Wednesday 14 October 2015

The Black Swan had flown down to the Serpentine. It was taking off again, heading for the bridge. When I went to the Long Water and the Round Pond later it was nowhere to be seen, and it may have left the park.

On the Long Water, the older brood of Great Crested Grebes were busily fishing under the parapet of the Italian Garden. The cold weather has made the water quite clear, and a shaft of sunlight lit one of them as it dashed around.

For the other brood it was still feeding time as usual at the wire baskets next to the bridge.

The young Grey Wagtail was at the Lido again. There were a few people at the tables on the terrace and it didn't dare creep under the fence -- it isn't as bold as the Pied Wagtail that hangs around here. It went to the strip of shore between the restaurant and the swimming area, where bushes hang over the edge and shelter it from the public gaze. This picture was taken from the jetty.

Today's toy for the young Herring Gull was a plastic fork.

Near the Italian Garden, a male Chaffinch was blending in well with the autumn leaves.

A group of Long-Tailed Tits was working its way along the west side of the Long Water.

The female Little Owl was in this year's nest tree, stretching a long wing.

I keep finding fungi that I can't identify from the guides on the web, and here is another. Mario, who has kindly and tirelessly named them, has identified the last few as Stubble Rosegills, a species of very variable appearance. But I really don't think that this can be one. It has a slightly concave cap and decurrent gills -- that is, they run down the stem for a short way. There is no trace of a ring or any structure at the bottom of the stem. It was in the grass to the west of the Queen's Temple.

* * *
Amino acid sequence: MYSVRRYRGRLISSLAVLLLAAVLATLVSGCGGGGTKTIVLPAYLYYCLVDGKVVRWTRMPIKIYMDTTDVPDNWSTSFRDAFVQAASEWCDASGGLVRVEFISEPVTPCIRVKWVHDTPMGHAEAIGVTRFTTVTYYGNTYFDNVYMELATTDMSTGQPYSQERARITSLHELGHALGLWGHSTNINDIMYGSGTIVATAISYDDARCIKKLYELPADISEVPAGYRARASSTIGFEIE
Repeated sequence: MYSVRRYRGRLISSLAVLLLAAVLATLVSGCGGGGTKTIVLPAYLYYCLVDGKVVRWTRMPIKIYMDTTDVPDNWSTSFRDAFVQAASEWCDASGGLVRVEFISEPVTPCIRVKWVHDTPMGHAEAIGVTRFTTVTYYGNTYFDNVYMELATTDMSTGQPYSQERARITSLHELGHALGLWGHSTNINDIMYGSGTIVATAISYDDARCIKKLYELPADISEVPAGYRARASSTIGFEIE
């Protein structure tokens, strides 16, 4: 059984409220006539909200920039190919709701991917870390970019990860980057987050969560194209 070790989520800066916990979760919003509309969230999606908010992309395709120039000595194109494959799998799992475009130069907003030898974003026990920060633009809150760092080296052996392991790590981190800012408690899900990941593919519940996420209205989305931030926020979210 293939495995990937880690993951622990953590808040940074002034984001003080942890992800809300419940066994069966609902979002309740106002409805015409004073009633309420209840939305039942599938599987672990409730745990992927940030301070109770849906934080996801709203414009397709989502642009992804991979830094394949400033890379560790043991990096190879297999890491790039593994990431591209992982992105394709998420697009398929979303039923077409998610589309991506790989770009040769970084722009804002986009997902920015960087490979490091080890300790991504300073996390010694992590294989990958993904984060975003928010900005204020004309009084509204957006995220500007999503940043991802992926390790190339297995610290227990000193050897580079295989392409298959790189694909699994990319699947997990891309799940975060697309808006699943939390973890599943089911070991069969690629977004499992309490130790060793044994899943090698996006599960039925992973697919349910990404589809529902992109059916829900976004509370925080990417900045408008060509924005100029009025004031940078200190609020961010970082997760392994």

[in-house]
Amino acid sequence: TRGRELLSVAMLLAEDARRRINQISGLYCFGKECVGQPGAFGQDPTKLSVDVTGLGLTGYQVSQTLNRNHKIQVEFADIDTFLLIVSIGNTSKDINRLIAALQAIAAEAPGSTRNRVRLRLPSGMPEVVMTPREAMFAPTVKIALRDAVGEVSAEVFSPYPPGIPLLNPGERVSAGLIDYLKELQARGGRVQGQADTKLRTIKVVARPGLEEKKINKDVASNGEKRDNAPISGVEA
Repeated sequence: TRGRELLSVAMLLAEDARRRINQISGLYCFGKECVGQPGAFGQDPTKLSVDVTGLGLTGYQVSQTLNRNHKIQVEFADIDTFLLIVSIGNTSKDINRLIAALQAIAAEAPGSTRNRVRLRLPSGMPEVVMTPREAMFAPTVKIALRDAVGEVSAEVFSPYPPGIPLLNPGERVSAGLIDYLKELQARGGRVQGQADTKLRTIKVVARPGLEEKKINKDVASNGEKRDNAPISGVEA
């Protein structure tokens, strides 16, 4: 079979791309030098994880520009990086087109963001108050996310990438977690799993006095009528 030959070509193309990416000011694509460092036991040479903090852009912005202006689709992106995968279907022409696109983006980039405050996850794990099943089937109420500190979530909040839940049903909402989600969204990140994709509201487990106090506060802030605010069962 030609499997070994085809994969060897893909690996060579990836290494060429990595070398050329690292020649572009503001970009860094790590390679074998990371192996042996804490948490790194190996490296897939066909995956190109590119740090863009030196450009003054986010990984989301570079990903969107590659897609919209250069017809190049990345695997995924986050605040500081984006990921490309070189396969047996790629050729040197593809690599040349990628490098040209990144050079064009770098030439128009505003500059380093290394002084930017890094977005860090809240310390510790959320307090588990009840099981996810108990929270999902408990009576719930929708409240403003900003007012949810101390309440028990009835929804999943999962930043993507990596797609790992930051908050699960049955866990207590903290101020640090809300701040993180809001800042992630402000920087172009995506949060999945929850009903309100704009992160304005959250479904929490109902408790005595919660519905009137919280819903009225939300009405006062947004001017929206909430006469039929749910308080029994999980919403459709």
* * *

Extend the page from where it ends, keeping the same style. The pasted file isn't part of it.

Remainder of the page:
1. From the look of it – though I’d like to be able to hear it to be surer – your mushroom might well be a Russula. They are often very colour-unstable, but a handy clue to the Russulaceae is that, I think uniquely among fungi*, the gills are brittle. Run a nail across one, close to your ear, and the gills snap with a quiet rustle (which is *not where the name comes from, though it is a handy mnemonic!) The stems, which are solid, not hollow, also snap. There’s no ring around the stipe [stem], as you report; and the gills are almost always white. (As an amateur naturalist my heart always leaps at that word “almost”; such a help.)

    There are some 70 species of Russula in the UK. A guess might well be R. rosea, sometimes known as "rosy brittle gill”; but off-theicuff R. fragilis is a possibility. Of course, a consequence of not having a fixed appearance is that there often isn't an automatic vernacular name.!

    * The the milk-caps (genus Lactarius) are also Russulaceae and so have brittle gills, but they exude a milky latex when the gills are broken.

    Harry G.

    1. Thank you very much for this information. I couldn't check, because the mushroom wasn't there when I went back. Sadly, people enjoy kicking them to pieces.

  2. If someone only has time for a 15 minute visit or so at the park, where would you recommend?
    (Coming from exhibition road).

    1. You can't get to somewhere worthwhile in this large park and back in 15 minutes. The best short walk from Exhibition Road would be to Peter Pan via the Little Owls' tree and the corner of the leaf yard where people feed parakeets, but I would put that at more like 25 minutes including time to stop and have a brief look.

  3. Thanks Ralph, I will try that next week. I passed you today when I was looking for the little owl but without success.